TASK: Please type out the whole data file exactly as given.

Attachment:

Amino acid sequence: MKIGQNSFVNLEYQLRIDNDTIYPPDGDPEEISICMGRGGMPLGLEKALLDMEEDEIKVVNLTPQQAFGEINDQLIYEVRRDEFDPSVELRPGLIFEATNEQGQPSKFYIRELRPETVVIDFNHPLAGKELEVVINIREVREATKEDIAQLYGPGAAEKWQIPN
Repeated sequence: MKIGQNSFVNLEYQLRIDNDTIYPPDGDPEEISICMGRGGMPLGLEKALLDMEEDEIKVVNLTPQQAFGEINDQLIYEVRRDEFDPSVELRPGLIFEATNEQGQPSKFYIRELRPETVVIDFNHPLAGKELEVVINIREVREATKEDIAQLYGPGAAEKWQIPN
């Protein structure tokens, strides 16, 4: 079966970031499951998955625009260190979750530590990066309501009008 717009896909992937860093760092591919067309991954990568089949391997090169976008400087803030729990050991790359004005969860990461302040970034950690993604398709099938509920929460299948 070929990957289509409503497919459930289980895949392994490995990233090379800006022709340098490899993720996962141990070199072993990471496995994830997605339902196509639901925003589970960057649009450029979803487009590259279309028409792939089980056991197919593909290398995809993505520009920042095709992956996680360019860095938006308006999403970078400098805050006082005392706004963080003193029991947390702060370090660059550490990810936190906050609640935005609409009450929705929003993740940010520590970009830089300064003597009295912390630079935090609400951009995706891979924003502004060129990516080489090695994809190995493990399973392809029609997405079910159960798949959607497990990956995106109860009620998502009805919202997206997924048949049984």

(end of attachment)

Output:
Amino acid sequence: MKIGQNSFVNLEYQLRIDNDTIYPPDGDPEEISICMGRGGMPLGLEKALLDMEEDEIKVVNLTPQQAFGEINDQLIYEVRRDEFDPSVELRPGLIFEATNEQGQPSKFYIRELRPETVVIDFNHPLAGKELEVVINIREVREATKEDIAQLYGPGAAEKWQIPN
Repeated sequence: MKIGQNSFVNLEYQLRIDNDTIYPPDGDPEEISICMGRGGMPLGLEKALLDMEEDEIKVVNLTPQQAFGEINDQLIYEVRRDEFDPSVELRPGLIFEATNEQGQPSKFYIRELRPETVVIDFNHPLAGKELEVVINIREVREATKEDIAQLYGPGAAEKWQIPN
């Protein structure tokens, strides 16, 4: 079966970031499951998955625009260190979750530590990066309501009008 717009896909992937860093760092591919067309991954990568089949391997090169976008400087803030729990050991790359004005969860990461302040970034950690993604398709099938509920929460299948 070929990957289509409503497919459930289980895949392994490995990233090379800006022709340098490899993720996962141990070199072993990471496995994830997605339902196509639901925003589970960057649009450029979803487009590259279309028409792939089980056991197919593909290398995809993505520009920042095709992956996680360019860095938006308006999403970078400098805050006082005392706004963080003193029991947390702060370090660059550490990810936190906050609640935005609409009450929705929003993740940010520590970009830089300064003597009295912390630079935090609400951009995706891979924003502004060129990516080489090695994809190995493990399973392809029609997405079910159960798949959607497990990956995106109860009620998502009805919202997206997924048949049984």